- Tverberg v. Fillner Construction, Inc., 49 Cal. 4th 518 (June 2010)
The peculiar risk doctrine is a judicially created exception to the common law rule that a person hiring an independent contractor to perform inherently dangerous work is generally not liable to third parties for injuries resulting from the work. Courts initially used the peculiar risk doctrine to impose upon landowners vicarious liability for the acts of their independent contractors when certain third parties – innocent bystanders or neighboring property owners – were injured by the contractors’ work. It was not until courts expanded the doctrine to include another category of third parties, the employees of the independent contractors, that the Supreme Court stepped in to curtail the exception. In Privette v. Superior Court, 5 Cal. 4th 689 (1993), the Supreme Court held that a hirer of an independent contractor is not vicariously liable to the employees of the independent contractor for injuries caused by risks inherent in the work the contractor was hired to perform.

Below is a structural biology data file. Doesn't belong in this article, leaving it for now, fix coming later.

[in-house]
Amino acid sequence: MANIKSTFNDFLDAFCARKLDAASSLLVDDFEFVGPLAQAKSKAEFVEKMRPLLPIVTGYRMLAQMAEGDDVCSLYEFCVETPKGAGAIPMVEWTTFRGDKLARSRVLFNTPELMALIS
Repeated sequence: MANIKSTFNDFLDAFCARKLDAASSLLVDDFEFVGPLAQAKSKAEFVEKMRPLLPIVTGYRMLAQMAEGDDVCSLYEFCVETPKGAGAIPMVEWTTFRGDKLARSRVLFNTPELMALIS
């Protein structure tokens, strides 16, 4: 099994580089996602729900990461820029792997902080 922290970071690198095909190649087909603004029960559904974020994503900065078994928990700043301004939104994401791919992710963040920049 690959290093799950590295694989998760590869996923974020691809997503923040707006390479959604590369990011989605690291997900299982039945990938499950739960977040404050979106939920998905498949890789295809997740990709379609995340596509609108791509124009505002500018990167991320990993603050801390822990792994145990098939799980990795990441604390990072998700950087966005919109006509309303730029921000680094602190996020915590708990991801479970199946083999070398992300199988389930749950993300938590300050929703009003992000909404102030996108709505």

Continue Reading The Year 2010 In Review: Safety and Personal Injury Developments